Ear pain is one of the most common complaints in children. As there are many possible causes of ear pain, it is important to have your child evaluated by a physician. It is difficult to assess a child’s ear pain over the phone and cannot be diagnosed appropriately. There are three main causes of ear pain, and we will discuss each one briefly.
Inner Ear Infection: Inner ear infections may be caused by either a viral or bacterial infection and therefore not all infections require antibiotics. A recent cold or nasal congestion or fluid in the inner ear places your child at greater risk of an ear infection.
a. Symptoms include: ear pain, fever, irritability and nasal congestion.
b. Treatment for inner ear infections is typically antibiotics, but in some circumstances, it is okay to watch for 48 hours to see if this will resolve without intervention. Tylenol and Motrin and numbing ear drops will help with pain symptoms.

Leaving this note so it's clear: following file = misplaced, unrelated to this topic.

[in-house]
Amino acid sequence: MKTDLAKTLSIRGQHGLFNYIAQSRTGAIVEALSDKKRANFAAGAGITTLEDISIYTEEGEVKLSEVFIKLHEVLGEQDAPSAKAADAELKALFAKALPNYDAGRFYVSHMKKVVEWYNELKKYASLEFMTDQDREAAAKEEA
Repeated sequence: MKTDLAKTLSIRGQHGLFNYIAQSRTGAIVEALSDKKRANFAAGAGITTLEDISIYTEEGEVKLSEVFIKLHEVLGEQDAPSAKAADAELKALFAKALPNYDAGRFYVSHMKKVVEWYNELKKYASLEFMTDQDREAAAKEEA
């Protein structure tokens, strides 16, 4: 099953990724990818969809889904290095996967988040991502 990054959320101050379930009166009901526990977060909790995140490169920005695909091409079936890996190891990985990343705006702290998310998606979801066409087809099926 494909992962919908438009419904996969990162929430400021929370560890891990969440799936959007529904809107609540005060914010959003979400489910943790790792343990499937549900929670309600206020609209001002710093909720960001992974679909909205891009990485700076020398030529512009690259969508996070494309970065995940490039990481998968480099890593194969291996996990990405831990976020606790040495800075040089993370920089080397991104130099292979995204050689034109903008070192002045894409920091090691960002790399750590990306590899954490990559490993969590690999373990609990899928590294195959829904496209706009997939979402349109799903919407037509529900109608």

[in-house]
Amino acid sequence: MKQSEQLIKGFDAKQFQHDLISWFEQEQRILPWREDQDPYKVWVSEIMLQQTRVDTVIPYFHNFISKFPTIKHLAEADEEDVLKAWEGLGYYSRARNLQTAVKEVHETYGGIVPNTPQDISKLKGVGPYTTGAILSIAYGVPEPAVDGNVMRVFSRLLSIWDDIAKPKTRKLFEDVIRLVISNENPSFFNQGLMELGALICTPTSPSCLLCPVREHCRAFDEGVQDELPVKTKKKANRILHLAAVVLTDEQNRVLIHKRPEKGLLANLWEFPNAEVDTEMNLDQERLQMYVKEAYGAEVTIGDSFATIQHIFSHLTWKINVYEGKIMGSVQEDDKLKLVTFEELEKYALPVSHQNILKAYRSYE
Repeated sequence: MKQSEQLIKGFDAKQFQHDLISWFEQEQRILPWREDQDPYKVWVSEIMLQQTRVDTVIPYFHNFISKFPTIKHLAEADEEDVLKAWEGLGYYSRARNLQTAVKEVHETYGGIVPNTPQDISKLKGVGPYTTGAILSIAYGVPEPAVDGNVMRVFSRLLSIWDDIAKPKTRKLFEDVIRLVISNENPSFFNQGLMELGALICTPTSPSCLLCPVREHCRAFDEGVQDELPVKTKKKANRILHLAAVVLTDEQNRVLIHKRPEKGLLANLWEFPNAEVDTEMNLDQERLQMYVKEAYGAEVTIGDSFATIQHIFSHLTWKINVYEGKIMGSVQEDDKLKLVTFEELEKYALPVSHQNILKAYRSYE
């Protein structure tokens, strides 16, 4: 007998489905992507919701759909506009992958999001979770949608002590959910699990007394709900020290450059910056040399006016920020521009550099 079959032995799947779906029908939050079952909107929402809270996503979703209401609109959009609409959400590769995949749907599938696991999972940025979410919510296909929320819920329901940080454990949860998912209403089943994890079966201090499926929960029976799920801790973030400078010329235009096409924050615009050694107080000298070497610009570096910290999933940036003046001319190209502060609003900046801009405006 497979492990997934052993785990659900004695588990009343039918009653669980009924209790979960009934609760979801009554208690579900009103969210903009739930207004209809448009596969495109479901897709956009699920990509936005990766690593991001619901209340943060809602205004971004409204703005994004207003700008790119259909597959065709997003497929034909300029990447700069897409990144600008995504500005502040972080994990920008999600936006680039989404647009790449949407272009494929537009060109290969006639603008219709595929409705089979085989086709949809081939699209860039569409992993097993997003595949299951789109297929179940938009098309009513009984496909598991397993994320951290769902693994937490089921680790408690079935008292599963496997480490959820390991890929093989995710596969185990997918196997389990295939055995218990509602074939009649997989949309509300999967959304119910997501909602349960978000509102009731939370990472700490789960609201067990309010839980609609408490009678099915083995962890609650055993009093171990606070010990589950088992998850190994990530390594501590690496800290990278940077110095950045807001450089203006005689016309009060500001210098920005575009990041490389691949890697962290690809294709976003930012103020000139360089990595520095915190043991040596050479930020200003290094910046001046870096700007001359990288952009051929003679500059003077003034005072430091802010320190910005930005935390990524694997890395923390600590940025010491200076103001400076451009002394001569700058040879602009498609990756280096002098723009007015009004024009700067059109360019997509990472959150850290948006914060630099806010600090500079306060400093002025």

Outer Ear Infection (Swimmer’s Ear) is an infection in the ear canal. Children who swim or have frequent contact with water are at greater risk. Water in the canal can cause irritation and can allow for bacterial infection.
Symptoms: outer ear pain, especially when pulling on ear; discharge from the ear canal. Some children will also develop a fever.
Treatment: antibiotic ear drops
Prevention: if your child develops recurrent outer ear infections, thorough drying of the ears after swimming and bathing may decrease incidence. Over the counter ear drops such as Swimmer’s Ear work well.
Teething: Even though it is the gums that are painful and swelling, a child may feel the pain in the ear and this is what is called “referred pain.” The molars are the ones that particularly cause referred pain.
Symptoms: drooling, low‐grade fever, pulling or gnawing on toys
Treatment: see teething section for more details: massaging gums with finger or a cool wash cloth, Tylenol or Motrin for severe symptoms.